Drinking alcohol in moderation cuts the risk of needing eye cataract surgery by up to a quarter, research suggests.
The study, carried out by Moorfields Eye Hospital NHS Foundation Trust and University College London’s Institute of Ophthalmology, found that drinkers who consumed up to 14 units per week – the maximum recommended by the NHS – were less likely to have the operation to remove cloudy patches from the lens of the eye.
The most significant reduction in risk was linked to drinking wine rather than beer or spirits, with people who drank wine five or more times per week up to 23% less likely than non-drinkers to undergo cataract surgery.
However, people who drank a lot of beer, cider or spirits had no significantly reduced risk.
Fourteen units of alcohol per week is the equivalent of about six pints of average-strength beer or 10 small glasses of low-strength wine.
A 750ml bottle of red, white or rose wine (alcohol by volume 13.5%) contains 10 units.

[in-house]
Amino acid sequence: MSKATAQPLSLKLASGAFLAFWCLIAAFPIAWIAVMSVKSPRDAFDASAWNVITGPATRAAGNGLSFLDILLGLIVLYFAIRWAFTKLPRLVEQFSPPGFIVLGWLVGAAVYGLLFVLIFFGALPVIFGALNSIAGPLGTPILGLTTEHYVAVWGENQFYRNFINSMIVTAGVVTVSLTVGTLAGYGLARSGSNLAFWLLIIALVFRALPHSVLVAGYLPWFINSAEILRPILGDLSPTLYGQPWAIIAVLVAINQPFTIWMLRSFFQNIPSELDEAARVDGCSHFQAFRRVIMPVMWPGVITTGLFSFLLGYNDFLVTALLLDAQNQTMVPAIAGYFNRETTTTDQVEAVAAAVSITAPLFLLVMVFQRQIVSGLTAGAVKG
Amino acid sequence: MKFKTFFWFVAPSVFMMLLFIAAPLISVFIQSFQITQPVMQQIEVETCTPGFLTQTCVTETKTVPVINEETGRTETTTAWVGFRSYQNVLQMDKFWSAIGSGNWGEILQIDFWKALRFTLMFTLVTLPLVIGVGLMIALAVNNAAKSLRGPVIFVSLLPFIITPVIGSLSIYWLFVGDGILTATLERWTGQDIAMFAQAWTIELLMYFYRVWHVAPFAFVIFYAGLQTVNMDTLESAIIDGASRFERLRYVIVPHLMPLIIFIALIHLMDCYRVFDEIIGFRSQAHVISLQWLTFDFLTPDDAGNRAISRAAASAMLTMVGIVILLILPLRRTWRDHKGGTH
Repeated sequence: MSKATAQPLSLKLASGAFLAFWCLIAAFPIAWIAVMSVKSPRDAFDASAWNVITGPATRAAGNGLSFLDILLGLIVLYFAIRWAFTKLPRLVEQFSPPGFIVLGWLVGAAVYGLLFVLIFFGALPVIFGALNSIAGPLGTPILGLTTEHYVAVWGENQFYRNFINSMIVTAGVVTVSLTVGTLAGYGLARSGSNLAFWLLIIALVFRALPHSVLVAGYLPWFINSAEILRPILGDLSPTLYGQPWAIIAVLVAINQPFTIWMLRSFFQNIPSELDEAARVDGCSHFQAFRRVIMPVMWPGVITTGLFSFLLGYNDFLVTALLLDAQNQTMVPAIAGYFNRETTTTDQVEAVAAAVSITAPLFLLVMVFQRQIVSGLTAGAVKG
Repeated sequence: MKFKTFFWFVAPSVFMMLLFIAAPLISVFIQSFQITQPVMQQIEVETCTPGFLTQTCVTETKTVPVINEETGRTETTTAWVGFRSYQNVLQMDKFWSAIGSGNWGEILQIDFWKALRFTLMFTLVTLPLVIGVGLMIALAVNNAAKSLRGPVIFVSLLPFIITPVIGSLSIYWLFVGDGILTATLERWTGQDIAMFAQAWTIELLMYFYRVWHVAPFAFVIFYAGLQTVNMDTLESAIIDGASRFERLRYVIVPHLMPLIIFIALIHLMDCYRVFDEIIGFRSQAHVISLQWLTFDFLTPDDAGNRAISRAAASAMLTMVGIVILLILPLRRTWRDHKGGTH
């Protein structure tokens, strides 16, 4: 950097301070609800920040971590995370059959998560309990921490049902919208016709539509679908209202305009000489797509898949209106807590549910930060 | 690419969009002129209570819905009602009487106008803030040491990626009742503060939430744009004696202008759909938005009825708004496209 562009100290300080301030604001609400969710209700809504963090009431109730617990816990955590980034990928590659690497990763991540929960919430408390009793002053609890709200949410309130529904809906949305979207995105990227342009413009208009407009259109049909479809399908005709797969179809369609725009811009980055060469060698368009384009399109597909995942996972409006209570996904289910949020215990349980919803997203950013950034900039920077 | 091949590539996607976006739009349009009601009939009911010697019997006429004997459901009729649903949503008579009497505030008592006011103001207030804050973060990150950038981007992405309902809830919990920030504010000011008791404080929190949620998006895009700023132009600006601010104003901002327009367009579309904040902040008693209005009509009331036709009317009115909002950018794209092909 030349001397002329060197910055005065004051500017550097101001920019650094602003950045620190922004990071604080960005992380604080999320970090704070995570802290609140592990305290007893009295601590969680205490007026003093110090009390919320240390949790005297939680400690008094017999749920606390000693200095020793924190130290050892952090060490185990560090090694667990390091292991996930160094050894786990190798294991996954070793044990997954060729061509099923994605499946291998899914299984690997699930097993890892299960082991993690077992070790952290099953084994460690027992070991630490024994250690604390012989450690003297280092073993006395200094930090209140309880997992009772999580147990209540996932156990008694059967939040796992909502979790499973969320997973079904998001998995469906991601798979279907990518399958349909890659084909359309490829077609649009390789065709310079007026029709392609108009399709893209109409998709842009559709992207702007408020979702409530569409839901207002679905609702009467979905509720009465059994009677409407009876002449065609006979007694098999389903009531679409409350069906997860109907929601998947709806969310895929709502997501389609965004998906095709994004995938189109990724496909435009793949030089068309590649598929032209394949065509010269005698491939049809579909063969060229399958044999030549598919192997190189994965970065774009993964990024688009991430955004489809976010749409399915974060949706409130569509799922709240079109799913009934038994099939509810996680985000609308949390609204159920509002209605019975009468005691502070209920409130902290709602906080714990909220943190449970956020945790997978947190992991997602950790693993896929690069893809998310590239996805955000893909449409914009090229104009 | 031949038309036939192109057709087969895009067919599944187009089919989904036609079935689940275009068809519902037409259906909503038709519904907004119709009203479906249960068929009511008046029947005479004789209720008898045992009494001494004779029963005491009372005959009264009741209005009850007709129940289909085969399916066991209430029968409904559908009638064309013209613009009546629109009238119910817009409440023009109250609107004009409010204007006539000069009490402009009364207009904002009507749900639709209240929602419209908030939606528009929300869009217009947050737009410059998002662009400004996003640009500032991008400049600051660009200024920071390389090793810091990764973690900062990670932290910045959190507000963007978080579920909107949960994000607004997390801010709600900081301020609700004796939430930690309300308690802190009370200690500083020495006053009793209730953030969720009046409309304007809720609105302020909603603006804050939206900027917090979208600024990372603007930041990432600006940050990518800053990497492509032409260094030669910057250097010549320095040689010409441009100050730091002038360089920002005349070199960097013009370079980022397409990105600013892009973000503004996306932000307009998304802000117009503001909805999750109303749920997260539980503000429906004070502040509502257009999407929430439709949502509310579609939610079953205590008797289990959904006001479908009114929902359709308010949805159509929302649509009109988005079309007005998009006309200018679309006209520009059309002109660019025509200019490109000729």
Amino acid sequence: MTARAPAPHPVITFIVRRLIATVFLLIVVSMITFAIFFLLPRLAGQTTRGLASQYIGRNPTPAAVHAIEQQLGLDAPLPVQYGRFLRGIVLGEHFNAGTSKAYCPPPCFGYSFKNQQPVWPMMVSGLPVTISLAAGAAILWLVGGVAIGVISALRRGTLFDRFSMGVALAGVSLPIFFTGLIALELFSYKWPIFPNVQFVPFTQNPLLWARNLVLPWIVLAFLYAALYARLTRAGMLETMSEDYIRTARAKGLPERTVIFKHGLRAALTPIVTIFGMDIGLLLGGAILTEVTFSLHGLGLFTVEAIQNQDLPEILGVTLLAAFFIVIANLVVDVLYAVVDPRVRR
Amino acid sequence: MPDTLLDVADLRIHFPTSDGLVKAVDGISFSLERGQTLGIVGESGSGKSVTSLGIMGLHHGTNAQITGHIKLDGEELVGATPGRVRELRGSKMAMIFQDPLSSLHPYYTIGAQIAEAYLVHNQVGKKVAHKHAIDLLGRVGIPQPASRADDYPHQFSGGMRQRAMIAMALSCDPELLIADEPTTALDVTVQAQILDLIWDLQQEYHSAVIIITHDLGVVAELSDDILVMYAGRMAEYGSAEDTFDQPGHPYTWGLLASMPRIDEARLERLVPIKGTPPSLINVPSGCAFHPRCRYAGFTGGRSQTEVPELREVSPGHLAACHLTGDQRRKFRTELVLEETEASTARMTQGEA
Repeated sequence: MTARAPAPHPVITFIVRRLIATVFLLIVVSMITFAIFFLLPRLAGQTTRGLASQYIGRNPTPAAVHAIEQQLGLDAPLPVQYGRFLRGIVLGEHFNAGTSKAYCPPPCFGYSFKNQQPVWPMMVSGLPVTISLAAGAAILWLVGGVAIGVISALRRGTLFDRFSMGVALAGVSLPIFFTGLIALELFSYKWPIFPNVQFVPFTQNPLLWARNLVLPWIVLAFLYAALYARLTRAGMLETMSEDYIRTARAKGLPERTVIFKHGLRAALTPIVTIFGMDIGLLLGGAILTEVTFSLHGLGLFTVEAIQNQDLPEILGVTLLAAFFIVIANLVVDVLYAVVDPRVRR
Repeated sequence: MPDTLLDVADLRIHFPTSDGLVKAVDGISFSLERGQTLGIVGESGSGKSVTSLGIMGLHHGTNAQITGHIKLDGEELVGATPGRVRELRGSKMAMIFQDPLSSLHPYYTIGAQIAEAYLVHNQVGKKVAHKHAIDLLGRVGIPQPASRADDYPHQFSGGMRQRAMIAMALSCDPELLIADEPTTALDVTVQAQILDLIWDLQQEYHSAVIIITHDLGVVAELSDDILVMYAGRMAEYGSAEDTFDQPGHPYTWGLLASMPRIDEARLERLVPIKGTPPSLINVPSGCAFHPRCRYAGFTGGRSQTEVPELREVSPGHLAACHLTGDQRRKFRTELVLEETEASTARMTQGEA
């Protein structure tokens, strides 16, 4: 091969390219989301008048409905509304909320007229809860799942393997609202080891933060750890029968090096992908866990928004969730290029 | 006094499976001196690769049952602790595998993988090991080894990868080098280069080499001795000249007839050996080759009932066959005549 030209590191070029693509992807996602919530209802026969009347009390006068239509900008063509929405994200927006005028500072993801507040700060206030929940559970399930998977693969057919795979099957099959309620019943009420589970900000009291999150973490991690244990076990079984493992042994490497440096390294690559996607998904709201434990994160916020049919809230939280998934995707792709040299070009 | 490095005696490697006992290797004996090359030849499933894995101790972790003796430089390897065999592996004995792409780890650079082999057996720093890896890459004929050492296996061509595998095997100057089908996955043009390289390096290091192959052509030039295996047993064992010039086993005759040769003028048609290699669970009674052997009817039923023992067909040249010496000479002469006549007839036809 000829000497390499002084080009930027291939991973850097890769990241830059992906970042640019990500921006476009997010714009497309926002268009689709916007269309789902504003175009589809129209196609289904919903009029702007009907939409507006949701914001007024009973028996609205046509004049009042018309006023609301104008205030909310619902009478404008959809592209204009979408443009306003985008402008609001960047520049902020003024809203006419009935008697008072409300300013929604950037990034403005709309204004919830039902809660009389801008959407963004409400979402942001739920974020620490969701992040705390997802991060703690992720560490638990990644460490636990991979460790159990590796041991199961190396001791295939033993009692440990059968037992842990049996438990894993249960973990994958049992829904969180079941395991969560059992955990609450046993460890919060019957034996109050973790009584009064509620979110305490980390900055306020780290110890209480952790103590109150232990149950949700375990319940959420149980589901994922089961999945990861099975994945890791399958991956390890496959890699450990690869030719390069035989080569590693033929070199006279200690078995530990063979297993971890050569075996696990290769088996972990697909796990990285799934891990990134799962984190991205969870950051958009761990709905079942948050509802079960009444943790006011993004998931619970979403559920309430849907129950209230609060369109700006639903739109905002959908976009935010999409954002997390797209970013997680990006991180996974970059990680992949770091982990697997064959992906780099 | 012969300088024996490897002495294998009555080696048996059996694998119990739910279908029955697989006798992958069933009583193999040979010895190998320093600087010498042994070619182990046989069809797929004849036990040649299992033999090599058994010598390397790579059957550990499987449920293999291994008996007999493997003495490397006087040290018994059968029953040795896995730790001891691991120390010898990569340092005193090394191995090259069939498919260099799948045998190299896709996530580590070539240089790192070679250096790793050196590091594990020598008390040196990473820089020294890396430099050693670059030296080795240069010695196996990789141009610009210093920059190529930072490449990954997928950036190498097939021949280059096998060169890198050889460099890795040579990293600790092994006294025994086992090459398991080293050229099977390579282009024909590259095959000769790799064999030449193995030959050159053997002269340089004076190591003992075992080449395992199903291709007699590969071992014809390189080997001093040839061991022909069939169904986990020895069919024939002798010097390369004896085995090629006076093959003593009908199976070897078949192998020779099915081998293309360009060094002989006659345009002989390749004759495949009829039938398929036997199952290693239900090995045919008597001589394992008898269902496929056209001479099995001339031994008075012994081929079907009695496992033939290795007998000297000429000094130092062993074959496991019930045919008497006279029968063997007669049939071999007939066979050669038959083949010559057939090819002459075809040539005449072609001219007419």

The research is the largest of its kind to date and examined data from more than 490,000 people in the UK Biobank and EPIC-Norfolk cohort studies.
A team of experts compared how much people said they drank with patient records of cataract surgery, adjusting for factors that could influence the result, such as age, weight and gender.
Writing in the journal Ophthalmology, they concluded: “Our findings suggest a lower risk of undergoing cataract surgery with low to moderate alcohol consumption. The association was particularly apparent with wine consumption.”
The experts noted, however, that drinking large amounts of alcohol is linked to a range of serious health conditions such as heart disease, diabetes and cancer.
An estimated 30% of over-65s are thought to have cataracts that affect their vision in one or both eyes.
Cataract surgery involves replacing the lens with a clear plastic one.
Dr Anthony P Khawaja, who led the research, said: “We observed a dose-response with our findings – in other words, there was evidence for reducing chance of requiring future cataract surgery with progressively higher alcohol intake, but only up to moderate levels within current guidelines.
“This does support a direct role of alcohol in the development of cataracts, but further studies are needed to investigate this.”
Dr Sharon Chua, who also worked on the study, said: “The fact that our findings were particularly evident in wine drinkers may suggest a protective role of polyphenol antioxidants, which are especially abundant in red wine.”